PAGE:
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Southward Car Museum’s annual Auto Jumble in November

16 June, 2014


The Southward Car Museum is holding its annual Auto Jumble in November 2014 and owners of vintage, classic, and rare cars and motorcycles can bring their unwanted parts and memorabilia for others to rummage through.

Being an automotive only swap meet, punters may be able to find that elusive missing piece they need to get on with whatever project they’re working on.

The Auto Jumble provides vendors the opportunity to display their automotive-themed products to the public.

Once again we have the opportunity for vendors to display their automotive themed products to the public.

The Car Corral area will also be at the Auto Jumble. This is for those who would like to advertise their vehicle as being for sale. Southward Car Museum has hopes that this area will be a buyer’s paradise on the day.

Preferential parking will be set aside for those who are wanting to bring their classic car or motorcycle along for a ride on the day.

Children’s entertainment and paces to purchase food and beverages will complete the day out. Gates open at 8am — make sure you get there early so you don’t miss out on the great deals!

Vendors who are interested in holding a trade site should contact Hayden on [email protected] for more information.

Taipan – surpassing interest

“It’s merely a passing interest,” insists Selby — despite owning three variants of the classic VW Beetle, including an unusual VW van that was sold as a body kit for a Subaru. In his defence he points to a 1961 Ford Thunderbird, a car that he converted to right-hand drive. However, on the VW side of the ledger, since he opened Allison Autos in Whanganui 27 years ago, Selby has built 15 VW-powered Formula First cars, followed by a beach buggy, restored a derelict Karmann Ghia, and hot-rodded a common or garden Beetle into something that has to be seen to be believed. As speed is not something generally associated with classic VWs, though, Selby is still waiting for this particular modification to catch on amongst the hot rod faithful.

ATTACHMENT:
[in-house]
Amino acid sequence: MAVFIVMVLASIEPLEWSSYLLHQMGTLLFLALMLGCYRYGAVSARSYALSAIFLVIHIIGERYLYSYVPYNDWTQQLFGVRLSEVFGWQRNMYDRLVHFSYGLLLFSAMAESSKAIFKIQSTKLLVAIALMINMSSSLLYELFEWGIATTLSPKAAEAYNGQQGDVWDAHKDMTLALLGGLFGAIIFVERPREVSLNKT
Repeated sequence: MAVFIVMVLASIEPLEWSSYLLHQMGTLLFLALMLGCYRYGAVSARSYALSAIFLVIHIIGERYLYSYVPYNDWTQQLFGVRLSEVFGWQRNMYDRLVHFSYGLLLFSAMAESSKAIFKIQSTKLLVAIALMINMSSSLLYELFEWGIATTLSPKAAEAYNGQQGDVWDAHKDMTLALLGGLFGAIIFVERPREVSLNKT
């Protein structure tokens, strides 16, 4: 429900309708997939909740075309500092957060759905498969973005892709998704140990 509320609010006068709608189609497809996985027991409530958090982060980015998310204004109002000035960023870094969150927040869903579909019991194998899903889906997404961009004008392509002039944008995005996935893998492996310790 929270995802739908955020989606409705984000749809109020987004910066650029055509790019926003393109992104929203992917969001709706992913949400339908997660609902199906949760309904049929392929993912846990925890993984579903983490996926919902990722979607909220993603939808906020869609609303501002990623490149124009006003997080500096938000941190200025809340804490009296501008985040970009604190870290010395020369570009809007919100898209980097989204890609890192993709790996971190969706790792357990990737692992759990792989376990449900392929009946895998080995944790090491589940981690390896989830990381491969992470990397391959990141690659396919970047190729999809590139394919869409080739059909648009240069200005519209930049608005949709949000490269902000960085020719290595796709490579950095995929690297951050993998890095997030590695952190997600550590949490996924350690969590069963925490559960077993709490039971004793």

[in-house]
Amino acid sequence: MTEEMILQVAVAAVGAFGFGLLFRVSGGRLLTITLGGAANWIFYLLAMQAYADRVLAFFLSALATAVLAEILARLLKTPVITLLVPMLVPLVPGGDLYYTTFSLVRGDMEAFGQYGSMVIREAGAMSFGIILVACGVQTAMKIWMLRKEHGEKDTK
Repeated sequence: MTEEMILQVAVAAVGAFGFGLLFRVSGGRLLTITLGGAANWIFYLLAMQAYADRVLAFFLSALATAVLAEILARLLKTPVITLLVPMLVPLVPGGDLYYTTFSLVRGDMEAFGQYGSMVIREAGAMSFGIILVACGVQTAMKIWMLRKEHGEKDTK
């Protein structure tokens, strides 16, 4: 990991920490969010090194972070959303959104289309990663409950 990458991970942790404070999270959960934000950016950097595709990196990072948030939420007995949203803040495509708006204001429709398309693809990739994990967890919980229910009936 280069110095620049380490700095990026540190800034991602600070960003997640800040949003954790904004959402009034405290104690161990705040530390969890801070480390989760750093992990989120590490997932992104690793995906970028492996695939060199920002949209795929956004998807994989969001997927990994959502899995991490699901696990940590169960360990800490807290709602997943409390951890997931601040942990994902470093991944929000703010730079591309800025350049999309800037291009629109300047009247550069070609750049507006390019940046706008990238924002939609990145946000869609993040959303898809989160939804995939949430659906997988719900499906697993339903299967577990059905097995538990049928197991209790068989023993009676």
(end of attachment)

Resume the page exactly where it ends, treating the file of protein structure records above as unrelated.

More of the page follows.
Travelling companion

It’s easy to see why the Morris Minor Traveller was one of the best-loved variants of the Morris Minor. Introduced in 1953, it was equipped with the same independent torsion bar front suspension, drum brakes, and rack and pinion steering as its saloon sibling but, with their foldable rear seat increasing versatility, many Travellers were used as trade vehicles, says Derek Goddard. Derek and Gail Goddard, the owners of this superbly restored example, have run Morris Minors since before they were married in 1974.
“Our honeymoon vehicle was a blue Morris Minor van — it was a rust bucket,” says Derek.